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Subject: Help setting up a school club rss

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Ryan Full
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I have been running a very casual school game club for about four years now. I did no advertising and let it grow via word of mouth. We met after school once a week.

Recently I moved from a middle school to a high school and am wanting to advertise the club as well as get things formalized a little more. I think it would be good to have a President and Vice-President to help control the cleanup, maintenance, and the greeting of new people and getting them involved.

The problem is, I have never done anything in a formal club fashion, so I turn to you good folks here. How do you think it should be handled? Elections? Appointing the Pres and VP? Requirements for the positions? Responsibilities?

Going from Middle School to HS has been an adjustment. :lol:
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Christian Killoran
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In general, I think having club officers who can be responsible for the functions you mention is an excellent idea. In fact, holding elections for club officers may be mandatory for your club to be in compliance with school activities policy. The Activities Director at your school should be able to advise you on those kinds of requirements.

In any case, it sounds like you will be unfamiliar with the individual kids' leadership / responsibility / promotional abilities at the beginning of this school year. You could announce that officers will be elected in the near future and see who is interested, then let candidates know what you expect from the eventual winners.
I've always thought it would be cool to select officers based on the results of some kind of game tournament, but have never actually done this. Of course, good players are not necessarily good leaders...but if you have no other way at a new school to select officers it might be worth a try!

Other functions club officers can perform is to gather and maintain a contact list, arrange for refreshments (at my school the P.O. paperwork for pizza delivery is too complicated for me, but the kids handle it well), and organize special events like tournaments, metagames, etc.

Good luck and post how things develop!
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Calavera Despierta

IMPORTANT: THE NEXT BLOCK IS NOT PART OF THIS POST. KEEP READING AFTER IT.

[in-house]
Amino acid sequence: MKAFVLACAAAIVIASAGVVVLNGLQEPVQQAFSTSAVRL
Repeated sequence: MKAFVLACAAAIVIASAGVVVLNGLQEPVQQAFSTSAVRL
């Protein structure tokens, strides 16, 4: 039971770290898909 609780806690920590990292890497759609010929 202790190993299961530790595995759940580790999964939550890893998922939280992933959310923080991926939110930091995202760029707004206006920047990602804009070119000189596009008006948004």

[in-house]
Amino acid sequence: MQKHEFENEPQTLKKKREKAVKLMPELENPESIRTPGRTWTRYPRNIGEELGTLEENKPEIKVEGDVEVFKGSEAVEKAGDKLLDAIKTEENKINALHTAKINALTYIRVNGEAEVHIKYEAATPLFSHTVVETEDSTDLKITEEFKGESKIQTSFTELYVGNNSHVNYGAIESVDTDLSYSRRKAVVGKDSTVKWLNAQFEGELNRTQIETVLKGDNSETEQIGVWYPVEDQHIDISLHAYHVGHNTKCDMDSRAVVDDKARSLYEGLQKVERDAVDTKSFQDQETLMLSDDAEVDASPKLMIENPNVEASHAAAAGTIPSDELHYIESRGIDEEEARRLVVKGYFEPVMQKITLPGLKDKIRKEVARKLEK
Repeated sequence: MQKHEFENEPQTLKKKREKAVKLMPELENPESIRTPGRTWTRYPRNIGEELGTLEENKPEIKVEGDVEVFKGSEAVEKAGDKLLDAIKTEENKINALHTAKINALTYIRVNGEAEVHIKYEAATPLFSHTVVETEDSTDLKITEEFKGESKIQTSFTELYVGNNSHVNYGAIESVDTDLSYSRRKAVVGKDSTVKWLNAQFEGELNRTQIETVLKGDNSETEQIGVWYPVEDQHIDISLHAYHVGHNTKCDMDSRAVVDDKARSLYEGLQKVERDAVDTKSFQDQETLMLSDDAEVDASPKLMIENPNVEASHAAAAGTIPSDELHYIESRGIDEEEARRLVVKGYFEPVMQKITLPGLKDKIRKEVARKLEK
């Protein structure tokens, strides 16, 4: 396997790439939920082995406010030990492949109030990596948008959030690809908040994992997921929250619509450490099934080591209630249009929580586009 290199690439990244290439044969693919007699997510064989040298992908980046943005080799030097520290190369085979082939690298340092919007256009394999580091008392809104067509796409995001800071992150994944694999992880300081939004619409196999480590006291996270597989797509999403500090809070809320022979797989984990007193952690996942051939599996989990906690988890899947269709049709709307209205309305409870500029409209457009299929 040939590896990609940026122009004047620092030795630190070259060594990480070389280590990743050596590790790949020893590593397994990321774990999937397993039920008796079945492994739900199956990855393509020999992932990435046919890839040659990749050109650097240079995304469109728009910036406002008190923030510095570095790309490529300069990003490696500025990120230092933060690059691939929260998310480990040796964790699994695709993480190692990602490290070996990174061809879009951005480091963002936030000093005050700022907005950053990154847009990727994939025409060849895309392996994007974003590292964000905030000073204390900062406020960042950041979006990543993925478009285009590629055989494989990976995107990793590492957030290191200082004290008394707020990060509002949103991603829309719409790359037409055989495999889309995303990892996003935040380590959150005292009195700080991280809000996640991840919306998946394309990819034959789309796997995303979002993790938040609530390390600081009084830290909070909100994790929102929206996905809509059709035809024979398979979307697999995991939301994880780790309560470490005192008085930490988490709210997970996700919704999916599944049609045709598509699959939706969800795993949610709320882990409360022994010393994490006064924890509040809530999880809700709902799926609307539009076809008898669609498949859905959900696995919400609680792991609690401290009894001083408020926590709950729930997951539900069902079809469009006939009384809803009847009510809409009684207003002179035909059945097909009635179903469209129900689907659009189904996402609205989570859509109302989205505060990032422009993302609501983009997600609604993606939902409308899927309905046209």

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miyu wrote:
The problem is, I have never done anything in a formal club fashion, so I turn to you good folks here. How do you think it should be handled? Elections? Appointing the Pres and VP? Requirements for the positions? Responsibilities?


I will say straight off that the big difference between Middle and High School clubs is that in a High School club the kids can (and should) do all of the work. ALL of it. And to a degree, they like doing it - they like being given adult-like responsibilities - collecting the pizza money and calling for delivery, keeping the games organized, etc. So I would say, once you have enough new members, let the more outgoing kids nominate themselves as club officers, and then have a club officers meeting - explain your expectations, and encourage them to be the ones in charge of the club. I would say that the upper-classmen need to be President and Treasurer (since those are the two positions that will carry the most responsibility.)

The other nice thing about a high school club is that they can do things like fund raising for a club set of games, and community service--there is a great charity I've gotten my kids involved with called Child's Play in which video games are provided to terminally ill kids in hospitals undergoing treatment as a way of keeping them happy and getting their minds off things.

Lastly, I think you'll find that the type and quality of games will improve. Diplomacy and Battlestar Galactica are among the top two games in my club, and games like Pillars of the Earth and Chicago Express have even gotten positive reactions.

Best of luck this school year!